Another key point to note is that a key barrier to the increased use of flexible materials, such as copper, by the plumbing installers and contractors is the lack of knowledge of the fact that flexible copper tubing is a nationally code-approved material for use with fuel gas systems. By sponsoring training programs like this one, the Piedmont Natural Gas was directly addressing this issue and can be expected to benefit from increased use of fuel gas in its service area.

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UA Instructor Training Program Update Report (2005)

Flexible Copper Fuel Gas Presentation United Association Instructor Training Program August 6 12, 2005

Copper Development Association (CDA), the trade association which represents the copper industry in the United States, provided instruction in two copper related courses at the annual UA Instructor Training Program (UA-ITP), a program of the United Association of Journeymen and Apprentices of the Plumbing and Pipe Fitting Industry in the United States and Canada which is the international union representing plumbers, pipe fitters, sprinkler fitters, and service technicians in the US and Canada. The program was held during August 6 12, 2005, at the Washtenaw Community College (Ann Arbor, Michigan). It was the 52nd annual gathering of UA instructors at which over 1,500 UA instructors were present to take part in this one-of-a-kind training program.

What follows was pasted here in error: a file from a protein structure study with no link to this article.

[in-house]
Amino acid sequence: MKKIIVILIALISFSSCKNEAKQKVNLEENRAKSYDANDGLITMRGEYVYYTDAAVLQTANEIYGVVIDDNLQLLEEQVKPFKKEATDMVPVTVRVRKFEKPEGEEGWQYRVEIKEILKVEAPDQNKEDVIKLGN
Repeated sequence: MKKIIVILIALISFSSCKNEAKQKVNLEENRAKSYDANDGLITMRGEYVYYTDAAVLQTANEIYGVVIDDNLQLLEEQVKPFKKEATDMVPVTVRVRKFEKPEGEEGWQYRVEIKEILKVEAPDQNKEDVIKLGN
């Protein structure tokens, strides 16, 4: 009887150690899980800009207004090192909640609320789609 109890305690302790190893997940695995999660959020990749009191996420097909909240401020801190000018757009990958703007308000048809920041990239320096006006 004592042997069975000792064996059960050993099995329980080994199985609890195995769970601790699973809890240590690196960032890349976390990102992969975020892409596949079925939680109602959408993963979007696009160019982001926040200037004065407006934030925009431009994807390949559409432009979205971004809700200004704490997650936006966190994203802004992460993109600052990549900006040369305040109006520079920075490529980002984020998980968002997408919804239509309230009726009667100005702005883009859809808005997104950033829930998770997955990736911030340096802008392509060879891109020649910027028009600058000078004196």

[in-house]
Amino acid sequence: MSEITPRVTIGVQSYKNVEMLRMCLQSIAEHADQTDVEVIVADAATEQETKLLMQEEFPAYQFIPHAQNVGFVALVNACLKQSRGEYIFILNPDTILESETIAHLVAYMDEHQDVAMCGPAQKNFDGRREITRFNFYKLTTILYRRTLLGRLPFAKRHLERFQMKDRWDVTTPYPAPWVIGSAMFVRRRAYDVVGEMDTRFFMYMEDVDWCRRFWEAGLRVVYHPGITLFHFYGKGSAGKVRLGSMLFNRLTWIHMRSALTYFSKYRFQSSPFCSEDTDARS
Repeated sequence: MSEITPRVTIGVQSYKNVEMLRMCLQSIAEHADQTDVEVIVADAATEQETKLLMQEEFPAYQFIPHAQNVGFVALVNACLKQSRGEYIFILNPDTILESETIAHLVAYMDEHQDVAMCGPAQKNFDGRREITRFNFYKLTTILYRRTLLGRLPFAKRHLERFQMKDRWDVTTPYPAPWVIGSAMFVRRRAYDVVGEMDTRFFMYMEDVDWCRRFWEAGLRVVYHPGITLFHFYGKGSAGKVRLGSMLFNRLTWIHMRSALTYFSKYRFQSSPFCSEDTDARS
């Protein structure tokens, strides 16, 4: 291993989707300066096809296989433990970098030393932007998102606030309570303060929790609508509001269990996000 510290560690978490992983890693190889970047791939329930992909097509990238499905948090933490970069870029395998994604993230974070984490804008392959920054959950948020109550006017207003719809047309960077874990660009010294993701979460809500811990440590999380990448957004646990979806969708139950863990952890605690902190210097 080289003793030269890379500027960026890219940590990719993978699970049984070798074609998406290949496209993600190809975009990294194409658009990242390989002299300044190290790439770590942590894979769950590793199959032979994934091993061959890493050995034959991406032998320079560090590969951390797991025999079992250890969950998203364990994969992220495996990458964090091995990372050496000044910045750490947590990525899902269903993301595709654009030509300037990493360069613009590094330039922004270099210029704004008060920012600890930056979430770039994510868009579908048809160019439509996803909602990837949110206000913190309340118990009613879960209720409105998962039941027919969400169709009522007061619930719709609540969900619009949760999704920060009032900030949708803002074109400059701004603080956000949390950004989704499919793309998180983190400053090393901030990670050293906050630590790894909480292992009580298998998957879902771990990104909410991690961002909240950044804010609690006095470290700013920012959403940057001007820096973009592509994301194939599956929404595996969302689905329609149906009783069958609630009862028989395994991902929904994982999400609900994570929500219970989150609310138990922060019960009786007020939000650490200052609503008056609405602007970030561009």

Four CDA regional managers and the national program manager were instrumental in providing technical information, as well as hands-on training related to the design and installation of copper and copper alloy tube, pipe, and fittings for a myriad of systems for over 120 UA journeymen and apprentice instructors enrolled in the two courses presented by CDA.

One section of the five-day program in the Advanced Copper Installations course was specifically related to the design and installation of flexible copper fuel gas systems. Participants in this course were provided with a wealth of information directly related to the proper design and installation of flexible copper fuel gas systems to ensure the safe and trouble-free use of this economical as well as easy to install piping material.

Some of the topics covered were:

  • Codes and standards for approved copper materials.
  • The various system design criteria for proper operation of low- and high-pressure fuel gas systems.
  • Code and standard mandated installation requirements for approved joining techniques which included flaring, bending, and brazing.
  • Code and standard requirements for protection and identification of installed flexible copper fuel gas piping systems.

Based on the feedback provided by the participants, this training program was a huge success. Many of the participants remarked that they never knew copper was so versatile and easy to install in this type of system. Many others said that they were of the understanding that black-steel pipe with threaded fittings was the only way to install fuel gas (natural) in residential and commercial structures. A number of them also indicated that they were under the misconception that the new alternate piping materials were limited to residential low-pressure systems exclusively.

Obviously, these and many other myths and misconceptions concerning copper for fuel gas installations were dispelled through this training program and the participants left this program with the technical as well as hands-on knowledge to take back to their respective training programs.